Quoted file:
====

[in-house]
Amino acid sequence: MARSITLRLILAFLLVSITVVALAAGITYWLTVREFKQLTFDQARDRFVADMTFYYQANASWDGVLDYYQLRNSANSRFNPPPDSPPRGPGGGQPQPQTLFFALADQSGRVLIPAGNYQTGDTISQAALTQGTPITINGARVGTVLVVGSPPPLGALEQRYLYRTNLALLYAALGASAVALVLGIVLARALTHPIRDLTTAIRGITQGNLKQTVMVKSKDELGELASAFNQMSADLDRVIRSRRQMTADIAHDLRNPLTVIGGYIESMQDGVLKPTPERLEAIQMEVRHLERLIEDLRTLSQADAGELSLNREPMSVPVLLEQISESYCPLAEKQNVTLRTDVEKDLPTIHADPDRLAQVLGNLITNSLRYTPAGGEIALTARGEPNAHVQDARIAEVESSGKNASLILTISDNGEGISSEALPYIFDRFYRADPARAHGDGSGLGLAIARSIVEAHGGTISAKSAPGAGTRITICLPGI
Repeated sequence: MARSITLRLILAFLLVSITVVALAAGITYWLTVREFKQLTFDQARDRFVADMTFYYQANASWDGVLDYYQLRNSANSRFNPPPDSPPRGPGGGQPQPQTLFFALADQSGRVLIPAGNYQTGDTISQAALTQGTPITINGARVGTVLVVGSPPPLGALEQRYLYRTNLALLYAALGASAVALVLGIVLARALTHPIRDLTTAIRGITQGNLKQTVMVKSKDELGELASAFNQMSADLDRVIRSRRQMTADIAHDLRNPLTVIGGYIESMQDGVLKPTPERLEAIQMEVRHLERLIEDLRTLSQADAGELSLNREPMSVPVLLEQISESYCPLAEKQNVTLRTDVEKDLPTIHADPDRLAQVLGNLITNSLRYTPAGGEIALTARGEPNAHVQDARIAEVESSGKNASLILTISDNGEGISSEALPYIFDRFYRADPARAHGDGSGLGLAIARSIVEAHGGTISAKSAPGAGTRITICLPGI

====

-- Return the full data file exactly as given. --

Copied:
[in-house]
Amino acid sequence: MARSITLRLILAFLLVSITVVALAAGITYWLTVREFKQLTFDQARDRFVADMTFYYQANASWDGVLDYYQLRNSANSRFNPPPDSPPRGPGGGQPQPQTLFFALADQSGRVLIPAGNYQTGDTISQAALTQGTPITINGARVGTVLVVGSPPPLGALEQRYLYRTNLALLYAALGASAVALVLGIVLARALTHPIRDLTTAIRGITQGNLKQTVMVKSKDELGELASAFNQMSADLDRVIRSRRQMTADIAHDLRNPLTVIGGYIESMQDGVLKPTPERLEAIQMEVRHLERLIEDLRTLSQADAGELSLNREPMSVPVLLEQISESYCPLAEKQNVTLRTDVEKDLPTIHADPDRLAQVLGNLITNSLRYTPAGGEIALTARGEPNAHVQDARIAEVESSGKNASLILTISDNGEGISSEALPYIFDRFYRADPARAHGDGSGLGLAIARSIVEAHGGTISAKSAPGAGTRITICLPGI
Repeated sequence: MARSITLRLILAFLLVSITVVALAAGITYWLTVREFKQLTFDQARDRFVADMTFYYQANASWDGVLDYYQLRNSANSRFNPPPDSPPRGPGGGQPQPQTLFFALADQSGRVLIPAGNYQTGDTISQAALTQGTPITINGARVGTVLVVGSPPPLGALEQRYLYRTNLALLYAALGASAVALVLGIVLARALTHPIRDLTTAIRGITQGNLKQTVMVKSKDELGELASAFNQMSADLDRVIRSRRQMTADIAHDLRNPLTVIGGYIESMQDGVLKPTPERLEAIQMEVRHLERLIEDLRTLSQADAGELSLNREPMSVPVLLEQISESYCPLAEKQNVTLRTDVEKDLPTIHADPDRLAQVLGNLITNSLRYTPAGGEIALTARGEPNAHVQDARIAEVESSGKNASLILTISDNGEGISSEALPYIFDRFYRADPARAHGDGSGLGLAIARSIVEAHGGTISAKSAPGAGTRITICLPGI